IDFA Weighs in on State of the Dairy Industry with Dairy Foods Magazine
Dairy Foods magazine asked top executives from the leading dairy associations to provide our thoughts related to current industry issues and opportunities — and to discuss how our organizations are helping members succeed in trying times. Here are my responses in full:
Dairy Foods: What are your members most worried about right now, and why?
Michael Dykes: The dairy industry understands the importance of innovation and the expanding choice to adapt to a changing consumer marketplace. For that to happen, our members need the ability to launch new products and grow the market with fewer burdens — a level playing field for trade, reforming the outmoded milk price regulation system, building a stable workforce and limiting the impacts of industry consolidation. I’d add sustainability concerns to this list — not only ensuring good environmental stewardship but standing for and enforcing the highest animal welfare and product sourcing standards across the industry.
Helping consumers recognize again that dairy is wholesome and nutritious is a challenge because we’ve experienced a few decades of confusing and contradictory nutritional recommendations on dairy. We think the dust has settled on this, and the research is more and more clear that dairy — all fractions of the bucket of milk — contributes to a healthy life and offers huge benefits for child health.
All these issues are important for our members as we look to the long-term viability and growth of the dairy industry in the United States.
Dairy Foods: What is your organization doing to help address these member concerns?
Dykes: Given IDFA’s broad membership across the entire dairy industry, we’re working on behalf of our members with a unified voice to advocate for policies that lead to economic growth, innovation and access to nutritional products for all consumers. Our staff is working with other dairy organizations on practical and feasible updates to the Federal Milk Marketing Orders. We have been proactive in pressing the current administration on the necessity of a comprehensive rules-based system of international trade that will level the playing field and expand market access for the U.S. dairy industry. For us, the passage of the United States-Mexico-Canada Agreement is a necessity, as well as finalizing bilateral agreements with Japan and China that remove unfair barriers to trade.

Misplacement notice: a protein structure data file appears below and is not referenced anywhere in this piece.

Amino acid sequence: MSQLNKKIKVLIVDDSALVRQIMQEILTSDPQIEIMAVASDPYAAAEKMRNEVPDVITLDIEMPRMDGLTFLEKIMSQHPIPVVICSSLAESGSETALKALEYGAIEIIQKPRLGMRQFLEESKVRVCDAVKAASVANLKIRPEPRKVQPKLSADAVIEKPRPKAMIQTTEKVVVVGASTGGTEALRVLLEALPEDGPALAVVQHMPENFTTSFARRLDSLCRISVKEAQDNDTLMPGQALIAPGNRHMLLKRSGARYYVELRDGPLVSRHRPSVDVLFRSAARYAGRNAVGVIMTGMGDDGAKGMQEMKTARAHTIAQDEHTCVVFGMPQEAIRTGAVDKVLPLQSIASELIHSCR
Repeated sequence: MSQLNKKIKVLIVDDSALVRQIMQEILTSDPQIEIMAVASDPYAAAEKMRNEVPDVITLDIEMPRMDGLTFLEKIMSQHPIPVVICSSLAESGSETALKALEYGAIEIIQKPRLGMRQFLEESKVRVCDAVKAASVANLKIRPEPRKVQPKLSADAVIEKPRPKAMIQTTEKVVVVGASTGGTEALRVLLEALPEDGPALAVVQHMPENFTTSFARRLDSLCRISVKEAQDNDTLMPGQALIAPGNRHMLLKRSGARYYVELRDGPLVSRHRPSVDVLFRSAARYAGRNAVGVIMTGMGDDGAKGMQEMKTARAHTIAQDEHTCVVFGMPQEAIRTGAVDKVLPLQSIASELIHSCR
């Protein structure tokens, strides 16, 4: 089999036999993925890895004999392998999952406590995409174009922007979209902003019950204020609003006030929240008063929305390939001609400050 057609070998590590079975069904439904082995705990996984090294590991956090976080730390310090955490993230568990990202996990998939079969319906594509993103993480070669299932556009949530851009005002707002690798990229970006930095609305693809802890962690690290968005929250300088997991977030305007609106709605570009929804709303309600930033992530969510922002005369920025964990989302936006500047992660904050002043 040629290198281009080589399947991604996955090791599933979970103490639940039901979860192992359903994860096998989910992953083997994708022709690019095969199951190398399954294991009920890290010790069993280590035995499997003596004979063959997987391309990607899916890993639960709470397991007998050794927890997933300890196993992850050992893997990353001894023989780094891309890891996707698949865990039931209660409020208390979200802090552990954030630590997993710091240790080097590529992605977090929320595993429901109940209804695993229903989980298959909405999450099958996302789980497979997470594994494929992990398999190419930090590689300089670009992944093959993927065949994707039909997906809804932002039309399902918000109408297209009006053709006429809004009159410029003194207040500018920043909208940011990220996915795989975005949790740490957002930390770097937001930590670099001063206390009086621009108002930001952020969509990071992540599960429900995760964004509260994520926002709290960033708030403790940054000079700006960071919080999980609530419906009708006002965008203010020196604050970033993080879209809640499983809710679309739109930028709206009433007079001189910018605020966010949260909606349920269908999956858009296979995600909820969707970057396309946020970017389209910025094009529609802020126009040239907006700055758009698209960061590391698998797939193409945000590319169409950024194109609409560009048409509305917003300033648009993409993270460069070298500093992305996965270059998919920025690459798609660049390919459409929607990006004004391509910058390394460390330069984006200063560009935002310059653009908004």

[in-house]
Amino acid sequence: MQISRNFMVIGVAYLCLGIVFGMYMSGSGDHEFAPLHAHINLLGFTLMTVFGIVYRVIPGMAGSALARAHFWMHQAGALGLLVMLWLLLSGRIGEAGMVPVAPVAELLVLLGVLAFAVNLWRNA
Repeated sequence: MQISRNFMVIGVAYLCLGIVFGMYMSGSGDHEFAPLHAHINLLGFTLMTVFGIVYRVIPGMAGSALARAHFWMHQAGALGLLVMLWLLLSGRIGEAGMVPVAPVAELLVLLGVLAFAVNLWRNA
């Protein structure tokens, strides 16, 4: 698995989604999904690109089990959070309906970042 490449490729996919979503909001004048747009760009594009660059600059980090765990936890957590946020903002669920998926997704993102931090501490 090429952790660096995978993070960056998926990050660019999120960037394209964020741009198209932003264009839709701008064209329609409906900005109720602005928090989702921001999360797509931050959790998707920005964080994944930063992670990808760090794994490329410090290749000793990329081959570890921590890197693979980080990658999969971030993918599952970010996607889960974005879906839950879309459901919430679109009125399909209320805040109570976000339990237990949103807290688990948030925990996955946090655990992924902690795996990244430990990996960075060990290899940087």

On the nutritional front, we’d like to see the Child Nutritional Reauthorization restore low-fat 1% flavored milk in schools and offer reduced-fat 2% to WIC participants. There is an overwhelming body of research recognizing dairy as part of a healthy diet — we need our policymakers to recognize it.
We will work hard to maintain the current recommendations for dairy in the next version of the Dietary Guidelines for Americans. Our team is also working to get federal funding for a SNAP incentive program for fluid milk and dairy products.
Along with MilkPEP and Feeding America, we’re working with USDA on continuing the successful fluid milk purchase program for food banks. And finally, IDFA’s NextGen Leadership program aims to prepare tomorrow’s leaders to carry the industry into the future.
Dairy Foods: Looking ahead to 2020, what do you see as the most significant opportunities for your members (or dairy processors overall), and what will they need to be able to tap into those opportunities?
Dykes: Again, when we look to the future, we’re looking to meet changing consumer preferences. As consumers place a premium on protein in their diet, the dairy industry will be there to offer new options that meet health and wellness demands.
IDFA is working to ensure dairy products get back in the “healthy foods category.” To deliver on these new demands, the dairy industry needs a supportive policy.
Earlier this year we restructured our governance to create one streamlined IDFA that represents and engages all segments of the growing dairy industry. A major part of the new governance model are five industry segment boards representing fluid milk, yogurt, and cultured products, ice cream, cheese, and dairy-derived ingredients.
We are seeking a combination of smart policy updates, as well as safeguarding and funding existing policies in eight common priority areas: nutrition, research, education, standards, food safety, trade, labor, and Federal Milk Marketing Orders. We’re also seeking to define in federal law the term “natural cheese” — a process for cheesemaking distinguished from processed cheese — to help prevent consumer confusion.